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CrcHash(<size>, <tweak>, <rounds>, <factor>, <data>, [<polynomial>], [<reverseIn>], [<reverseOut>])


Generates a tweakable hash using the CRC64 algorithm with additional tweaks for enhanced variability. The resulting hash is of the specified size and influenced by the provided parameters.


<hash> The size of the output hash.
<tweak> A tweakable value (64-bit integer) influencing the hash.
<rounds> The number of rounds for additional processing after initial hashing.
<factor> The number of rounds for additional processing while hashing.
<data> The input data (string/binary/numbers/arrays etc) to be hashed.
<polynomial> Optional. The tweakable value polynomial (64-bit integer) used for CRC64 calculation. (Default: @Crc64Poly)
<reverseIn> Optional. A tweakable value boolean indicating whether to reverse the input data when calculating the CRC64 table from the polynomial. (Default: false)
<reverseOut> Optional. A tweakable value boolean indicating whether to reverse the output when calculating the CRC64 table from the polynomial. (Default: false)

Return Value

Success: Returns a string representing the generated hash.
Failure: Returns an empty string.


The CrcHash function is a robust hashing algorithm that employs the CRC64 algorithm with tweakable parameters, offering a high level of customization and security. Tweakability is achieved through several parameters, including the tweak, rounds, factor, polynomial, and hash size values. Importantly, adjusting any of these parameters results in a significantly different hash output, contributing to the algorithm's uniqueness and security.

The hash size parameter is a crucial component of the tweakability process in CrcHash. Unlike some other hash algorithms, changing the size of the generated hash leads to an entirely different output. This behavior distinguishes CrcHash from algorithms like Whirlpool, which consistently produces the same bytes in sequence irrespective of the requested size. Therefore, in this function, the hash size is considered an integral part of the tweaking process, enhancing the overall unpredictability and security of the generated hash.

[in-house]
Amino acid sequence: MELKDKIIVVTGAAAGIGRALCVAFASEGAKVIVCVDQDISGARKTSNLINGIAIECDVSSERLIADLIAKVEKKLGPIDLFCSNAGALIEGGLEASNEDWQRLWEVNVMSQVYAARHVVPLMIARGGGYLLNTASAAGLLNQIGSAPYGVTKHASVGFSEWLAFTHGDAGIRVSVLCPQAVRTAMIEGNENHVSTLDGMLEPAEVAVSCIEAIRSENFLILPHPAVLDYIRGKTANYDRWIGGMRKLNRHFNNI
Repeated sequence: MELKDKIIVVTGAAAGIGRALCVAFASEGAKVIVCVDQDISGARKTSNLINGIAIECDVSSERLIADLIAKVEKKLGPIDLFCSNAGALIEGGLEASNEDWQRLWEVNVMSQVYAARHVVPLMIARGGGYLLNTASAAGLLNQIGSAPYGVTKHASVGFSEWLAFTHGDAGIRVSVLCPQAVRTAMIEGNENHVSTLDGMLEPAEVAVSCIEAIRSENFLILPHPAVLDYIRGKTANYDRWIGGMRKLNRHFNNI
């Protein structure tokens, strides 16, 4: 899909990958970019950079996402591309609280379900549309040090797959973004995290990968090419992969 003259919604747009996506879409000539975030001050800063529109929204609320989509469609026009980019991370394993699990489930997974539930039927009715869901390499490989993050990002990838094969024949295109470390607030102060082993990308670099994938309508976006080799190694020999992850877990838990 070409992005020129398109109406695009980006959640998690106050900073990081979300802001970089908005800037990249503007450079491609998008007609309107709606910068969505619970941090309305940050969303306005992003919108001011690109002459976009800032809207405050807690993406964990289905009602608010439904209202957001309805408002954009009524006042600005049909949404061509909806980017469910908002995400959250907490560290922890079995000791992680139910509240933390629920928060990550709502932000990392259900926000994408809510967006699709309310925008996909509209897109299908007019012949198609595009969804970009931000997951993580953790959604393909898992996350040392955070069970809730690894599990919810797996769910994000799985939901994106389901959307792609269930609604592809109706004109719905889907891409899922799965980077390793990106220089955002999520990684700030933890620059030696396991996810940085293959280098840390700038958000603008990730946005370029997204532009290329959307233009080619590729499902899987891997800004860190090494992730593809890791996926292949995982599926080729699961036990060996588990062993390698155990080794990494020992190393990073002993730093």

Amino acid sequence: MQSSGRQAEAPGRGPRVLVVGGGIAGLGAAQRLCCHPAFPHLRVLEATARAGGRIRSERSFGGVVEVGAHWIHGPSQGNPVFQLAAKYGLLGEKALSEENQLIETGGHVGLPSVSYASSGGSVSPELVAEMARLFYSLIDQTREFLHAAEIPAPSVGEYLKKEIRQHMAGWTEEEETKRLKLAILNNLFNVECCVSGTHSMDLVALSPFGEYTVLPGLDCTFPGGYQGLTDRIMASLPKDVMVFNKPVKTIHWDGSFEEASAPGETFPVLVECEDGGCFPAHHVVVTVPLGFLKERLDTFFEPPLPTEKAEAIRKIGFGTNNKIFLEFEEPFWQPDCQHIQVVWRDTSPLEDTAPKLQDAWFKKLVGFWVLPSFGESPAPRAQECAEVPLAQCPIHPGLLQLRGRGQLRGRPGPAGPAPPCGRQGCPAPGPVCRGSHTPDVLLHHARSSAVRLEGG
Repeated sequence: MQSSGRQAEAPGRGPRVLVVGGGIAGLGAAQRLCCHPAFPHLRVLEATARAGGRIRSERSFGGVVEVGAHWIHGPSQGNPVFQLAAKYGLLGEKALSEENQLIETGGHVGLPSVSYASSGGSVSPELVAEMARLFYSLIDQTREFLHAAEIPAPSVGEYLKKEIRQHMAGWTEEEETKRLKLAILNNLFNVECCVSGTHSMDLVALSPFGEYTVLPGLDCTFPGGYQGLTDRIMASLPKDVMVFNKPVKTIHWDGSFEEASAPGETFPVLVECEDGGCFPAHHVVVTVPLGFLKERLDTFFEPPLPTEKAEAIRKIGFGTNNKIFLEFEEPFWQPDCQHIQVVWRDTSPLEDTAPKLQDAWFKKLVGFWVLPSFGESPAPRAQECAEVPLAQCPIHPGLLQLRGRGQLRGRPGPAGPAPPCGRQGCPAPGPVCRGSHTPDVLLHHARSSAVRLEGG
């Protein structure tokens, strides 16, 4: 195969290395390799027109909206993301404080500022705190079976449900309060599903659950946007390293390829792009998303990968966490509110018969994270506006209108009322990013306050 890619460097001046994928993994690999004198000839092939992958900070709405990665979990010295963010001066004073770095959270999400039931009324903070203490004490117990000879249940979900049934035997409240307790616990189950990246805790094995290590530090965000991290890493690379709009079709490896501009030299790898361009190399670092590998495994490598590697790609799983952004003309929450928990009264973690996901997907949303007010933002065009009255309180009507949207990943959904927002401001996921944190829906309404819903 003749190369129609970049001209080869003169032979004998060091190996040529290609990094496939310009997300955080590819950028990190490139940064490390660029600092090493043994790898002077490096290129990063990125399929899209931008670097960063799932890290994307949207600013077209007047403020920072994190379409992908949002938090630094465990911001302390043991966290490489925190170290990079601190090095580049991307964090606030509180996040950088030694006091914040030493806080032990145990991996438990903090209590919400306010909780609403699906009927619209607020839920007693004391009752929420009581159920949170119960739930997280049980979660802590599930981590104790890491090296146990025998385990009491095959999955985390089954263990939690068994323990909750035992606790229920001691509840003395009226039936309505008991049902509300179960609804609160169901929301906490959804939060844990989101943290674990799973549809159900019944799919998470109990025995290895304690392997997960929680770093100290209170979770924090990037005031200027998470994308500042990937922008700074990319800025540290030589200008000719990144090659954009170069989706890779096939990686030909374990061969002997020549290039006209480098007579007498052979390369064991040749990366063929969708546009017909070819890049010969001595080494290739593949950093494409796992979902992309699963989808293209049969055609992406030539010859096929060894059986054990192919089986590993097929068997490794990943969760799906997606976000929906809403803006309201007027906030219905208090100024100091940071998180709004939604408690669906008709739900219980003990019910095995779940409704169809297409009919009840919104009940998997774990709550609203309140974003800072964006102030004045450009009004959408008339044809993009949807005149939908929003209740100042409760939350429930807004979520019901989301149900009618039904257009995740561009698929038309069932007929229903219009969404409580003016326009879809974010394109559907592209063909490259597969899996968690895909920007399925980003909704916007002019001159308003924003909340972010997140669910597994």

Rounds can increased really high without slowing things down too much however the Factor will significantly slow things down when increased too much.




Example of usage:

say CrcHash(16, 0, 1, 1, "Hello World");
// 525F8CD04A1035921D27469242F9775F

say CrcHash(16, 0, 4096, 64, "Hello World");
// 97396A1FC0D2CDA188B147A2D6E1889A

say CrcHash(16, Tb64("MSWord97"), 4096, 64, "Hello World");
// A3C5E734DE72EC6B48F7E984E5E12434

Hashing passwords and verifying the hash:

// a function to handle creating hashes of passwords
Function HashPassword($password)
    return CrcHash(16, Tb64("QTY918@?"), 32767, 128, $password, 0x19AFED42, true, false);

// create the hash of a password
my $pass = "secret password";
my $hash = HashPassword($pass);
say "Hash = $hash";

// confirm the hash of a password
if (HashCmp(HashPassword($pass), $hash))
    say "Password is valid!";
    say "Password is invalid!";

// Hash = 8AB108BBF18171FC65C664984BAB87F5
// Password is valid!

Trying to brute force the CrcHash:

global $base = CrcHash(16, 1337, 1, 1, "Hello");
global $generation = 0;

my $result = ParallelFor(0, 100000000, 1,
    my $str = RandStr(5);
    my $attack = CrcHash(16, 1337, 1, 1, $str);
    if ($attack == $base)
        say "Attack found $str ($attack == $base) \@ generation $generation";
    if (IsDivisible($generation, 10000))
        say "Generations $generation";

// Generations 10053
// Generations 20005
// Generations 30002
// Generations 50007
// Generations 60007
// Generations 70006
// Generations 80006
// Generations 90006
// Generations 90013
// Generations 100005
// Generations 100017

Even attempting to crack a size 4 one would take a very long time but a size 16 will probably take until the death of the universe.

Cheryl (uberfox@hotmail.com)